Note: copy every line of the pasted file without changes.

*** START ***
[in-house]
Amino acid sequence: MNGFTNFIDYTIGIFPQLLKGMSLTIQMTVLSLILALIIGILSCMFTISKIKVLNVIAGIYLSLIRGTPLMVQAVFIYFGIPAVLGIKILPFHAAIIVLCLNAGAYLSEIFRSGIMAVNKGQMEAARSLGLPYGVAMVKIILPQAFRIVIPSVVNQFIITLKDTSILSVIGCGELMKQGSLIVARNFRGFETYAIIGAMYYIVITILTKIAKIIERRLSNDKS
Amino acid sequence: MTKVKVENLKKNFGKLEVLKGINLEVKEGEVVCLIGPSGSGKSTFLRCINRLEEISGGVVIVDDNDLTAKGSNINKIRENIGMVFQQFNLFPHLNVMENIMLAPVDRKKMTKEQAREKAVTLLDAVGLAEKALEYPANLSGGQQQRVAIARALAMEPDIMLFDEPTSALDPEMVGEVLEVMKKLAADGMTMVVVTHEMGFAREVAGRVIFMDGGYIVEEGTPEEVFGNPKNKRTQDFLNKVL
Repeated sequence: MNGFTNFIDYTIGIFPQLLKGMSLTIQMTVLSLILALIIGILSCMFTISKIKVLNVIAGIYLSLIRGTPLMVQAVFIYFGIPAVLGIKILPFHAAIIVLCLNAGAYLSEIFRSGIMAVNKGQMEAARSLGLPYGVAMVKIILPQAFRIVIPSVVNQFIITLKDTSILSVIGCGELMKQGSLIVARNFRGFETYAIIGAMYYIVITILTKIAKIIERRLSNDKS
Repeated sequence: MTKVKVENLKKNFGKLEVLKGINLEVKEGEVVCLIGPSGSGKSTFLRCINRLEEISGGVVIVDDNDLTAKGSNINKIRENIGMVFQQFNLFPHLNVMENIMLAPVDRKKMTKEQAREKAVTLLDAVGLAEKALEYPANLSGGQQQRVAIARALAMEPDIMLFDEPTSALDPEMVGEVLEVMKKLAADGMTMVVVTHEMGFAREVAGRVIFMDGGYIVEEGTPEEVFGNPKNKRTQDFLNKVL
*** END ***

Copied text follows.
[in-house]
Amino acid sequence: MNGFTNFIDYTIGIFPQLLKGMSLTIQMTVLSLILALIIGILSCMFTISKIKVLNVIAGIYLSLIRGTPLMVQAVFIYFGIPAVLGIKILPFHAAIIVLCLNAGAYLSEIFRSGIMAVNKGQMEAARSLGLPYGVAMVKIILPQAFRIVIPSVVNQFIITLKDTSILSVIGCGELMKQGSLIVARNFRGFETYAIIGAMYYIVITILTKIAKIIERRLSNDKS
Amino acid sequence: MTKVKVENLKKNFGKLEVLKGINLEVKEGEVVCLIGPSGSGKSTFLRCINRLEEISGGVVIVDDNDLTAKGSNINKIRENIGMVFQQFNLFPHLNVMENIMLAPVDRKKMTKEQAREKAVTLLDAVGLAEKALEYPANLSGGQQQRVAIARALAMEPDIMLFDEPTSALDPEMVGEVLEVMKKLAADGMTMVVVTHEMGFAREVAGRVIFMDGGYIVEEGTPEEVFGNPKNKRTQDFLNKVL
Repeated sequence: MNGFTNFIDYTIGIFPQLLKGMSLTIQMTVLSLILALIIGILSCMFTISKIKVLNVIAGIYLSLIRGTPLMVQAVFIYFGIPAVLGIKILPFHAAIIVLCLNAGAYLSEIFRSGIMAVNKGQMEAARSLGLPYGVAMVKIILPQAFRIVIPSVVNQFIITLKDTSILSVIGCGELMKQGSLIVARNFRGFETYAIIGAMYYIVITILTKIAKIIERRLSNDKS
Repeated sequence: MTKVKVENLKKNFGKLEVLKGINLEVKEGEVVCLIGPSGSGKSTFLRCINRLEEISGGVVIVDDNDLTAKGSNINKIRENIGMVFQQFNLFPHLNVMENIMLAPVDRKKMTKEQAREKAVTLLDAVGLAEKALEYPANLSGGQQQRVAIARALAMEPDIMLFDEPTSALDPEMVGEVLEVMKKLAADGMTMVVVTHEMGFAREVAGRVIFMDGGYIVEEGTPEEVFGNPKNKRTQDFLNKVL